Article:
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Monday, March 11, 2013

The Trouble with Capitalism

Like most European Social Orders, for lack of a better option, Capitalism has come the closest to fulfilling most of the socio-economic dreams of mankind. Everyone by now will pretty much agree that Capitalism is by far, the best system we've developed so far, with which to fund how we govern society. Pretty much.

But although hugely successful, and wildly popular, Capitalism, and certainly Pure Capitalism like anything too pure, has inherent weaknesses in its intoxicating purity, that can be strong enough to bring the whole system down. At times like clockwork. Cyclically in fact.

Mostly the success of Capitalism comes from the concept that a free and fair and aggressive and robust and energetic and enthusiastic competition is held among businesses. The idea being, everyone tries to beat the crap out of everyone else. This leaves the consumer and society at large the ultimate winner. With a low cost, high quality product, that makes its maker millions.

The problem is when someone tries to cheat in this no holds barred knife fight. And almost all of them try. They have no choice. They simply have to. Survival and fair play are naturally mutually exclusive.

And that is the main trouble with Capitalism. The bastards that win and survive are almost always the bastards that cheat. This is also connected to that whole other theory.

"The good die young, but bastards live forever".

Cheating in capitalism also predicates the other ultimate goal, namely becoming a monopoly. Capitalism that is left unchecked or pure, encourages cheating and breeds monopolies.

The other problem is that regulating capitalism or even attempting to control it stifles the very energy that drives its success. This is why most capitalist societies go through cycles of no regulation and then obsessively restrictive reforms.

Call it the "Circle of Strife" if you will.

May the best [bad] man win. Hakuna Metadata.

1 comment:

  1. Thats what we call evolution: whereas you are going to overtake marxism on the left side (which is acceptable in Europe and US, but not UK), I tend to find more and more excuses for why capitalism is so damned successful. I think very much the same as in Life Science, where entire biology only makes sense in the light of evolution, all the conflicts and disballances of capitalisms as you describe them in your post also makes sense only in light of the long-term evolution of mankind. And here, despite the unjustice of modern industrialized societies, one has to admit that the progress in technology, culture, science, personal freedom, possibilities for self-realisation, equal rights and so on are tremendous. This can not be neglected, even though people too often try to romanticize the past.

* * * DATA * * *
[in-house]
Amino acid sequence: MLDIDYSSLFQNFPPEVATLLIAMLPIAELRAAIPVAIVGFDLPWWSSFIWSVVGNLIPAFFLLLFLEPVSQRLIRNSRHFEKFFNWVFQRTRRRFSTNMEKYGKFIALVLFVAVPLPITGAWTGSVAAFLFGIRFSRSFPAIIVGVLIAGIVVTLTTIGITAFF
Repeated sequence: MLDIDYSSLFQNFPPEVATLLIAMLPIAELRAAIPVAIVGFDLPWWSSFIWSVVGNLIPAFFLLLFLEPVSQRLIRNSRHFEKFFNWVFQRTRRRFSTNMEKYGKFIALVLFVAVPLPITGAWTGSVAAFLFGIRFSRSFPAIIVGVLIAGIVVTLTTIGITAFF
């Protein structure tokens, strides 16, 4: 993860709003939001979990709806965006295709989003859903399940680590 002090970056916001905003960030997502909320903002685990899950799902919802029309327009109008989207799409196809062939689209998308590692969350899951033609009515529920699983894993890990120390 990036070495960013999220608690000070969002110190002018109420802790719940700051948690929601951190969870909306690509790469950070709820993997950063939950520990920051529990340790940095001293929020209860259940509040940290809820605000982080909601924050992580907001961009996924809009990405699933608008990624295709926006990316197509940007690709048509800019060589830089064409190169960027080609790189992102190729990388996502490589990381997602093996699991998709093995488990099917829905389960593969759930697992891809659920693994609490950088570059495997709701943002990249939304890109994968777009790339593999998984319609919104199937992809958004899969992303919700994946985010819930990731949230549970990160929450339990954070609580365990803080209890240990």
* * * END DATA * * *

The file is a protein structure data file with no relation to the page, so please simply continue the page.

And I think when it comes to the idea of finding a future alternative to capitalism, I have a positivistic view: If there is one indeed, it will prevail at the end. But my own experience with 25 years living in socialism were pretty dim, but not so much in relation to my own living conditions (I was young and at this age you always organize sufficient fun for life). But in terms of economic, cultural, scientific, technology stagnation on a society level, socialism simply could not survive for much longer, even though people started the experiment with huge enthusiasm (and not because they were under political pressure !!). But even the huge credit which all people gave to "their socialist project" in the beginning, when they were working under dreadful conditions for minimal salary and accepting a low material living standard, no luxury products (in fact people exploited themself for a "higher idea"!) this could not stop the slow but steady deterioation of the country.

    And on the other hand, the tendency to hide and cover-up all conflicts (in essence by indoctrination, oppression of critics, establishment of a "national identity", secret service to spy out the own people and so on) is absolute contraproductive for the progress of ideas. The attempt to "harmonize" a society unevitably causes stagnation in culture, science, technology. Such a society turns into a quiet sanatorium, but not into the melting pot for new ideas.

    best regards

    PS: If you say "The bastards that win and survive (in capitalism) are almost always the bastards that cheat" than this also might hold true in the short range. But look what happened to Lehmann Brothers, to Bernie Madoff, to the cheaters at Barclays Bank, to Jérôme Kerviel of Soc Gen, Bear Sterns, Nick Leeson of Barings Bank: of course nobody of us will ever know if this is just the visible peak of a global and fundamental system of cheaters. But at least non of them can be sure that they get along with it unnoticed.